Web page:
NEW YORK: Derek Jeter, Larry Walker and the rest of this year’s Baseball Hall of Fame class will have to wait another year for their big moment at Cooperstown.
The Hall of Fame announced Wednesday that it has canceled the July 26 induction ceremony because of the coronavirus pandemic.
Instead, the class will be included at next year’s induction festivities — along with any additional new choices — on July 25, 2021.
A record crowd of over 70,000 had been expected this summer in an outdoor field at the small town in upstate New York to honor Jeter, the former New York Yankees captain who came within one vote of unanimous election by the Baseball Writers’ Association of America in January.
Jeter and Walker were to be inducted with catcher Ted Simmons and the late Marvin Miller, the pioneering players’ union head who negotiated free agency and transformed the sport.
“Being inducted into the Hall of Fame will be an incredible honor, but the health and safety of everyone involved are paramount,” Jeter said in a statement released by the Hall.
“I respect and support the decision to postpone this year’s enshrinement and am looking forward to joining current Hall of Famers, fans, staff and my family and friends in Cooperstown in 2021,” he said.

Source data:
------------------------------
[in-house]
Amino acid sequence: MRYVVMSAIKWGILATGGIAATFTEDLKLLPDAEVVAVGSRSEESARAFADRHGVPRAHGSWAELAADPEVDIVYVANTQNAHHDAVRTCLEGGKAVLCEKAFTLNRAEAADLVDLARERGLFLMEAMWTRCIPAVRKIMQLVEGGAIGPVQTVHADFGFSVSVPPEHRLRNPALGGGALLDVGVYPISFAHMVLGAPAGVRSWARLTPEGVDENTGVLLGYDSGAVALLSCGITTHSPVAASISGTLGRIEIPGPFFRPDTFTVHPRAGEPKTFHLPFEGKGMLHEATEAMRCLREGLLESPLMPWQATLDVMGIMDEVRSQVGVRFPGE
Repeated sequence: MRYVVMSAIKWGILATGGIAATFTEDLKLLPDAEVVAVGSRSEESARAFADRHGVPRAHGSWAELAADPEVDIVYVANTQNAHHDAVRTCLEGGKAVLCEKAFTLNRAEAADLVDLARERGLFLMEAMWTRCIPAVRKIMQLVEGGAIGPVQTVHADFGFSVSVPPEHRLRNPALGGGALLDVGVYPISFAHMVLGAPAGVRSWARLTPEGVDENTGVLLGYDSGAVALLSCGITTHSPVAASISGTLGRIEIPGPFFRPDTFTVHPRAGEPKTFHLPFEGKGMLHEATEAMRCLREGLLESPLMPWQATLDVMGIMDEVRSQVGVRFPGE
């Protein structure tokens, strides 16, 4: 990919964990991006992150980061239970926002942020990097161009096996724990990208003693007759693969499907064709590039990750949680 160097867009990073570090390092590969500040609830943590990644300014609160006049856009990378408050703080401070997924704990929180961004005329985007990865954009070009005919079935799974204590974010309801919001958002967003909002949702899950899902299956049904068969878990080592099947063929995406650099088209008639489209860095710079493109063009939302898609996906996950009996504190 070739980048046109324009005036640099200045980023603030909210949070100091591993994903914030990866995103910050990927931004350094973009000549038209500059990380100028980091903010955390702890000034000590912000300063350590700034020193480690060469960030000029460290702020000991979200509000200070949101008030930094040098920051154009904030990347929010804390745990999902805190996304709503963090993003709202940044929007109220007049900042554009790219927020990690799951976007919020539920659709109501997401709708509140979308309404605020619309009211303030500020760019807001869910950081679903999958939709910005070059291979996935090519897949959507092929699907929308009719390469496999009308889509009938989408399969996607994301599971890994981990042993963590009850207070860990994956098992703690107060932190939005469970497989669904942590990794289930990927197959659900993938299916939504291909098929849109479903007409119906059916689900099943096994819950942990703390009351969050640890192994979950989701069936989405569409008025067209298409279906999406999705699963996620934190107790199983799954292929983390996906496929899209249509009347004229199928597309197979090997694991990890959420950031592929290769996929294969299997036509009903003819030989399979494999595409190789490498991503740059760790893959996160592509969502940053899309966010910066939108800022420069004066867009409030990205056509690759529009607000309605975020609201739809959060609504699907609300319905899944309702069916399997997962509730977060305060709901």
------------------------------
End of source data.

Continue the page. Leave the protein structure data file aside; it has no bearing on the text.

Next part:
This will be the first year without an induction ceremony since 1960.
“It was a very difficult decision, but with so many unknowns facing the world, the board felt strongly that this was the right decision,” said Hall member Joe Morgan, vice chairman of the shrine’s board.
Record attendance for an induction ceremony was set in 2007, exceeding 70,000 when Cal Ripken Jr. and the late Tony Gwynn were enshrined. Cooperstown is within easy driving distance of the New York metro area, and loads of Yankees fans had already made their plans to see Jeter on the Hall stage.
The Baseball Hall of Fame and Museum closed at the end of the day on March 15 due to the virus outbreak.
Jeter, now the CEO of the Miami Marlins, and Walker were elected by member of the BBWAA. Simmons and Miller were chosen in December by the Hall’s Modern Era Committee.
“I fully understand and agree with the board’s decision,” Walker said in a statement from the Hall. “It is most important to do the right thing for everybody involved, and that means not putting any participants in jeopardy.”
Simmons echoed that view.